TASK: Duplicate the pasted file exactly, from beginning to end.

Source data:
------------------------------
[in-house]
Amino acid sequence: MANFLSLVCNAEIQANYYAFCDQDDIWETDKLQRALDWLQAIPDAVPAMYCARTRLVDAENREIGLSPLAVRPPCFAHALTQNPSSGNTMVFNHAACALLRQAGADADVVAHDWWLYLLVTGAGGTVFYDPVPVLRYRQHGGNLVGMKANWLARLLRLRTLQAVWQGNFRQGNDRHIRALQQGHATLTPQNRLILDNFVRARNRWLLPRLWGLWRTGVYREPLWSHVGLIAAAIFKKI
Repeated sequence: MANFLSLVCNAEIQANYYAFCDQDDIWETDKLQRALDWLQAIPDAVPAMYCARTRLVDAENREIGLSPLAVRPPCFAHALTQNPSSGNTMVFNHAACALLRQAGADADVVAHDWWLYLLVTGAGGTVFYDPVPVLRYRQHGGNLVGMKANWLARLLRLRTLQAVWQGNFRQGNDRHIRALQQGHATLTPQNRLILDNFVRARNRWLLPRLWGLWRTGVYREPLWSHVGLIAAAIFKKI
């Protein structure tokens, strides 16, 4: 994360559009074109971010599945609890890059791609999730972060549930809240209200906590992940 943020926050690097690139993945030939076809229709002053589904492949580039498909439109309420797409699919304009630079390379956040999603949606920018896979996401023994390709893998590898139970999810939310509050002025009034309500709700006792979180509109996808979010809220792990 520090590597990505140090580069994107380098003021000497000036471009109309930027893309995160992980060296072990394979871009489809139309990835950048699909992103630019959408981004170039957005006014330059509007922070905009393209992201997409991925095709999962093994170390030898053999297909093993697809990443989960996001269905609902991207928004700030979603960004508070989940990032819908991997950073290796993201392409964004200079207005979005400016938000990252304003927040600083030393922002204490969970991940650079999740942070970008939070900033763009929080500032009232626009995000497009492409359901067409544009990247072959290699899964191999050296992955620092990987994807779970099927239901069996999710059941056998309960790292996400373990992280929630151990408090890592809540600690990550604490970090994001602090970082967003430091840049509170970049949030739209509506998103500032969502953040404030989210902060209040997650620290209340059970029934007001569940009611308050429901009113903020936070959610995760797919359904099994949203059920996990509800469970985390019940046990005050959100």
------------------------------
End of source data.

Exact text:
[in-house]
Amino acid sequence: MANFLSLVCNAEIQANYYAFCDQDDIWETDKLQRALDWLQAIPDAVPAMYCARTRLVDAENREIGLSPLAVRPPCFAHALTQNPSSGNTMVFNHAACALLRQAGADADVVAHDWWLYLLVTGAGGTVFYDPVPVLRYRQHGGNLVGMKANWLARLLRLRTLQAVWQGNFRQGNDRHIRALQQGHATLTPQNRLILDNFVRARNRWLLPRLWGLWRTGVYREPLWSHVGLIAAAIFKKI
Repeated sequence: MANFLSLVCNAEIQANYYAFCDQDDIWETDKLQRALDWLQAIPDAVPAMYCARTRLVDAENREIGLSPLAVRPPCFAHALTQNPSSGNTMVFNHAACALLRQAGADADVVAHDWWLYLLVTGAGGTVFYDPVPVLRYRQHGGNLVGMKANWLARLLRLRTLQAVWQGNFRQGNDRHIRALQQGHATLTPQNRLILDNFVRARNRWLLPRLWGLWRTGVYREPLWSHVGLIAAAIFKKI
């Protein structure tokens, strides 16, 4: 994360559009074109971010599945609890890059791609999730972060549930809240209200906590992940 943020926050690097690139993945030939076809229709002053589904492949580039498909439109309420797409699919304009630079390379956040999603949606920018896979996401023994390709893998590898139970999810939310509050002025009034309500709700006792979180509109996808979010809220792990 520090590597990505140090580069994107380098003021000497000036471009109309930027893309995160992980060296072990394979871009489809139309990835950048699909992103630019959408981004170039957005006014330059509007922070905009393209992201997409991925095709999962093994170390030898053999297909093993697809990443989960996001269905609902991207928004700030979603960004508070989940990032819908991997950073290796993201392409964004200079207005979005400016938000990252304003927040600083030393922002204490969970991940650079999740942070970008939070900033763009929080500032009232626009995000497009492409359901067409544009990247072959290699899964191999050296992955620092990987994807779970099927239901069996999710059941056998309960790292996400373990992280929630151990408090890592809540600690990550604490970090994001602090970082967003430091840049509170970049949030739209509506998103500032969502953040404030989210902060209040997650620290209340059970029934007001569940009611308050429901009113903020936070959610995760797919359904099994949203059920996990509800469970985390019940046990005050959100």